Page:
Sampling 2005

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Anybody who has ever listened to early Pizzicato Five records will know that sampling law was essentially non-existent in Japan for a good part of the 1990s. Now, however, things are getting much stricter. For example, I just got the new Oricon numbers for 2005, and the songwriting credits for Orange Range’s lackluster hit “Locolotion” are attributed to Gerry Goffin and Carole King. Yes, the song does rip off sections of the ’60s classic “Locomotion,” but I would hardly call it a “cover.”

I gather that the Japanese recording/publishing industry is now forcing songs with obvious samples to be handled as cover versions as a way to appease the “samplee.” Supposedly, the same thing happened with the last m-flo single, and I assume that this will now be standard industry practice. I’ve always hated Orange Range, but knowing that a portion of their earnings is going to Goffin/King — writers of The Monkees’ “As We Go Along” and other amazing songs — I may just become a fan.

In related news, I just got the new Go! Team CD single “Bottle Rocket” from Vroom Records, and they have apparently had to clean up their sample usage for a U.S. release. (Although using “Soul Time” by Shirley Ellis seems to be strangely decriminalized.) The new versions still retain the same flavor, but a lot of the old incidental samples are gone and were not replaced with soundalikes.

Marxy wrote a lot of essays back on his old site Néomarxisme. This is one of them.

6 Responses

  1. Jon Says:

    Interesting…I bought the Vroom Sound release of Thunder, Lighning, Strike (for the bonus tracks and the fact it ended up being cheaper for me than the U.K. import at the time) but I haven’t listened to any other releases of the album. Now I’m wondering if the Japanese release of the album was “cleaned up” as well. The “Soul Time” sample is very obvious though, so I never second guessed that there could be any difference with the other release(s).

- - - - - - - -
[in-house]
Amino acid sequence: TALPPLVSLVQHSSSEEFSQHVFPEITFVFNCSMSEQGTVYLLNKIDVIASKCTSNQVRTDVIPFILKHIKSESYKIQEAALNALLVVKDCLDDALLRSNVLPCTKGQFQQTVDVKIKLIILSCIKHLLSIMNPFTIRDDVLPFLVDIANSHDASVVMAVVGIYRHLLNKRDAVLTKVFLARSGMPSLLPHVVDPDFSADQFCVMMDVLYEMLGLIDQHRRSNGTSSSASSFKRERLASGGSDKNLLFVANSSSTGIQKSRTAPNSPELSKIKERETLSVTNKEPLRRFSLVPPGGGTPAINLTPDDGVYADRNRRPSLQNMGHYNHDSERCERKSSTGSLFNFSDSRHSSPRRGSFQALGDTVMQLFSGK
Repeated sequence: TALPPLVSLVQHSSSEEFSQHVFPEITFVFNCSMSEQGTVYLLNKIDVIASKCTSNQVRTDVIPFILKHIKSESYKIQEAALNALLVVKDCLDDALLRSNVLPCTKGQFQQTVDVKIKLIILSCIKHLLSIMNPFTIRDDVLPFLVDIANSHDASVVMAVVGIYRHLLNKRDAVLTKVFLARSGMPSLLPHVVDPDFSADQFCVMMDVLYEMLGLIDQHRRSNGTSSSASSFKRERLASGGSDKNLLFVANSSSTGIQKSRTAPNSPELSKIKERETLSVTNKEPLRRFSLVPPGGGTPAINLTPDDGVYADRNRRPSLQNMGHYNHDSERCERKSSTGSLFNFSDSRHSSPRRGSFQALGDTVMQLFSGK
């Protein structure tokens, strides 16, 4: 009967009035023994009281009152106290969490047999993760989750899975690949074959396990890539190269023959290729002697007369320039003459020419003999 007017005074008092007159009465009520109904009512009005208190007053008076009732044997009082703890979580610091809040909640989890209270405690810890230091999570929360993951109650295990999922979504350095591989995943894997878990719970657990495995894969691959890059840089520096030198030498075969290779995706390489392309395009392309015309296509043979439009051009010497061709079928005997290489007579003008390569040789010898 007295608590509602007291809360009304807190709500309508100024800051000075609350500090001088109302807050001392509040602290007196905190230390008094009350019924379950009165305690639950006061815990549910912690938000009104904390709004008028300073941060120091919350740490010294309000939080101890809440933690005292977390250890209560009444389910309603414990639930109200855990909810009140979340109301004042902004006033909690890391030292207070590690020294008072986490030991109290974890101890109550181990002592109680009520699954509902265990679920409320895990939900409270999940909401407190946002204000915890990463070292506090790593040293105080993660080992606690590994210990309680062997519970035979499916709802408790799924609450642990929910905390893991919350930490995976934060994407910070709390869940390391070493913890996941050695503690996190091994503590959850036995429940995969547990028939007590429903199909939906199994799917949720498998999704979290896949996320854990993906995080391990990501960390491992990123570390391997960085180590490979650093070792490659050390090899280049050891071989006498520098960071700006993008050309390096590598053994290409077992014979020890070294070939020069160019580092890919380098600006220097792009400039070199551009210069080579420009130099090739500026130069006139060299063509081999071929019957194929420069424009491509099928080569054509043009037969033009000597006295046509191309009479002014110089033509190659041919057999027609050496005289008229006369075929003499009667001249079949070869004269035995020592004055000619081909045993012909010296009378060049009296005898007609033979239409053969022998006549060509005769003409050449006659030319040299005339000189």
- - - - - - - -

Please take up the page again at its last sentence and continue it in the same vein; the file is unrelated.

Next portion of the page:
2. marxy Says:

    I think the original Vroom release has the full samples. I don’t think they removed anything until recently.

  3. trevor Says:

    i love it when band/people get hit for sampling..
    but i’m sure they never expected the record to be as big as it is.
    free press is free press though. im sure people now try to find the unedited version. and pay more for it too..

  4. jariten Says:

    I wonder what will become of kiiiiiii’s ‘The World According to Carp and Sheep’?

  5. marxy Says:

    Why? There’s no sampling in that song. If you are referring to the “Tide is High” part, the lyrics have been changed and the melody is post-copyright. Kiiiiiii have had to look up a lot of copyright issues, and they now own the publishing to “Allouette” in Japan.

  6. jens Says:

    i’m a bit late on this one, but…

    as for the go! team, i don’t think they’re done with the re-editing and clearing-process yet. when i interviewed ian a couple of weeks ago he was a little worried about that several samples seemed to be very hard to get cleared..

    clearly, some j-indie bands are already facing the copyright problem, but marxy, how long do you think it’ll take before it becomes a custom for indie labels, such as vroom sound, to go through the same procedure as orange range’s label?